Hanthawady’s Golden Period began around 1287 when Bagan fell to the forces of Kublai Khan and the Mon King Warau moved the capital of his Kingdom of Ramandesa here. The Taungoo King Tabinshwehti annexed the city in 1539 and changed its name to Pegu, but the city continued to flourish as a river port. Bamar King Alaungpaya destroyed the city in in 1757 and with nearby Yangon gaining in importance, the city never really recovered. When the Bago River changed its course in the 19th Century, closing the port, the city dwindled to its current status of a provincial town.
Hintha Gon Pagoda.
Kyaik Pun Pagoda.
This reclining Buddha is said to be the most lifelike and revered of its kind anywhere in the world. The 55 metre long, 16 metre high image (a sign gives the measurements of all the body parts) dates to the reign of the Mon king Mingadepa II in the late 10th Century. King Bayintnaung renovated the image in the 16th century but it was lost to the encroaching forest after the destruction of Pegu in 1757. It was rediscovered by an Indian railway worker during the construction of the line to Mandalay in 1881.
Maha Kalyani Sima and Mya Tha Laung Buddha.
Bago, along with Taukkyan is also the first stop on the road North to Taungoo, Kalaw and Mandalay. If you wish to travel the country by car, we would recommend an early start from Yangon in order to spend a few hours in Bago during the morning. After lunch, you would continue your journey to the overnight stopping point of Taungoo.
Bago is also the first stop on the road to Mon and Kayin States, and the towns of Mawlamyine (Moulmein), Hpa-An and the Golden Rock, Mt Kyaiktiyo. Again we recommend an early start from Yangon so that you can spend some quality time exploring the ancient city. After lunch, you would continue onto Mt Kyaiktiyo and your accommodation.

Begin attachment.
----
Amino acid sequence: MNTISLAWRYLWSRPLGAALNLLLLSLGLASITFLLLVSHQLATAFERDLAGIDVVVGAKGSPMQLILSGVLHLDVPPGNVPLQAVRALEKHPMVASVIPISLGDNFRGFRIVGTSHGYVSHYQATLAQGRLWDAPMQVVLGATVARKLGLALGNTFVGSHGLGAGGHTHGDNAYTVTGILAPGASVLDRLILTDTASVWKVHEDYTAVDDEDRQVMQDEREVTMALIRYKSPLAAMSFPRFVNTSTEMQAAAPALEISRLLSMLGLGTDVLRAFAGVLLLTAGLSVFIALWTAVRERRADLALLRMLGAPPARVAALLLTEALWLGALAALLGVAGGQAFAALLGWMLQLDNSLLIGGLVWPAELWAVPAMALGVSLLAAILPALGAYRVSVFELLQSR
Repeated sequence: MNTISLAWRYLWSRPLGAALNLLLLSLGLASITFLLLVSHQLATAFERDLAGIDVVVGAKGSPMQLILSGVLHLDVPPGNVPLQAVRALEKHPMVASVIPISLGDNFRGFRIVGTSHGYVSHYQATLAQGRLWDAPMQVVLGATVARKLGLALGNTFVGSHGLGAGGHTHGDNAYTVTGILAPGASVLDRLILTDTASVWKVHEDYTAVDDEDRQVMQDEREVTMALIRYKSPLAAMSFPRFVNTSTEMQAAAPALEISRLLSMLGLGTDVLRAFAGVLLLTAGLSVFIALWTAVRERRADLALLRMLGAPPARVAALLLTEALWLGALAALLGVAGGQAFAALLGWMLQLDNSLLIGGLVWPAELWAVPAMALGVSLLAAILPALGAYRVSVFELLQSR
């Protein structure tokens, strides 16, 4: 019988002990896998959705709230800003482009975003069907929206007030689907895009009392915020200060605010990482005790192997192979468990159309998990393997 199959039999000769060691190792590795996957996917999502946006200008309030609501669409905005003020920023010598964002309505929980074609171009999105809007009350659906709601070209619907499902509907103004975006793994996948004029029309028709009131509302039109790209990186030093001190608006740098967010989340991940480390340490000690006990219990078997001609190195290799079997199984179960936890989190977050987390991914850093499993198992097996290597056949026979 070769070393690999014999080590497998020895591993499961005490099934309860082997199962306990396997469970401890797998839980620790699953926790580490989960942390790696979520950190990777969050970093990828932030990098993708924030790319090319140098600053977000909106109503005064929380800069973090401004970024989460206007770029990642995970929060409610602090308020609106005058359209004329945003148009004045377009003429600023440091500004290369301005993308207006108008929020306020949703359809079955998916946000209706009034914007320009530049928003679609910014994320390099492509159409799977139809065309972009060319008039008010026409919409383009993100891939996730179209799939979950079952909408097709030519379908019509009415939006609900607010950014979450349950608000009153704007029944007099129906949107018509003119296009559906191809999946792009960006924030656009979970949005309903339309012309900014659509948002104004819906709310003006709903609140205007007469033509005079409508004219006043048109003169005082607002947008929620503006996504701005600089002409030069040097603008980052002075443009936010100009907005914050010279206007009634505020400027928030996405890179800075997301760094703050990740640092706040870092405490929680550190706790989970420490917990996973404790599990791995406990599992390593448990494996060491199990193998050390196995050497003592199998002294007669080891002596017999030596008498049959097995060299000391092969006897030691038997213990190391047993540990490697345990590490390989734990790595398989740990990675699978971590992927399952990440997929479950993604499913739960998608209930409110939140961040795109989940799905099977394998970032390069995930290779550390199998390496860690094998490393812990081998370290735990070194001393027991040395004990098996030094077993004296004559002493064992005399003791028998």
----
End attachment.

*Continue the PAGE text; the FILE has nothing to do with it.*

Taukkyan War Cemetery.
Today, Thanlyin serves as the entry point to the farmland east of the Yangon River. Its population has changed over the years; the foreign merchants have long since departed and been replaced by a large, Hindu ethnic-Indian population whose ancestors came here during the British colonial period. Some centuries old walls and an old settlement church, dating to 1750 remain but the focus of the town today is the busy marketplace. Just to the south of the town on the typical country road to Kyauktan lies Kyaik-khauk Pagoda, an important pagoda and host of the biggest country ‘pwe’ (festival) close to Yangon. This popular pagoda is said to contain 2 hairs of the Buddha and was originally constructed by the Mon Kingdom some 800 years ago.
Mr Myanmar Travel can organise half-day or full day trips by air-conditioned car that take in both Thanlyin and Kyauktan. We recommend travelling in the early morning to benefit from the cooler temperatures and so that you can observe the markets at their busiest and most colourful. A full day would also allow you to visit the National Races Village, an attraction very popular with local people and situated next to the Yangon (Thaketa) end of the Thanlyin Bridge.
In addition to the pottery sheds at Oh-Bo and the central market, the town is also well known for the 250 feet high Shwesandaw Pagoda, built by the Mon Kingdom over 1,000 years ago. There is an unusual set of mechanical toys by the main entrance, purchase a coin to watch them move.
A visit to Twante is all about the journey. Mr Myanmar Travel charters small boats to cross the Yangon River and cruise along the Twante Canal. You will pass villages where the people live by fishing or farming rice, fishermen hauling in their catches from canoes, trading boats and delta ferries journeying from town to town. We can arrange full and half-day trips on the water and also longer voyages of discovery, travelling deeper into the delta where foreigners are hardly ever seen. If you are interested in an overnight, or longer voyage please get in touch with us and we can tailor-make a trip for you.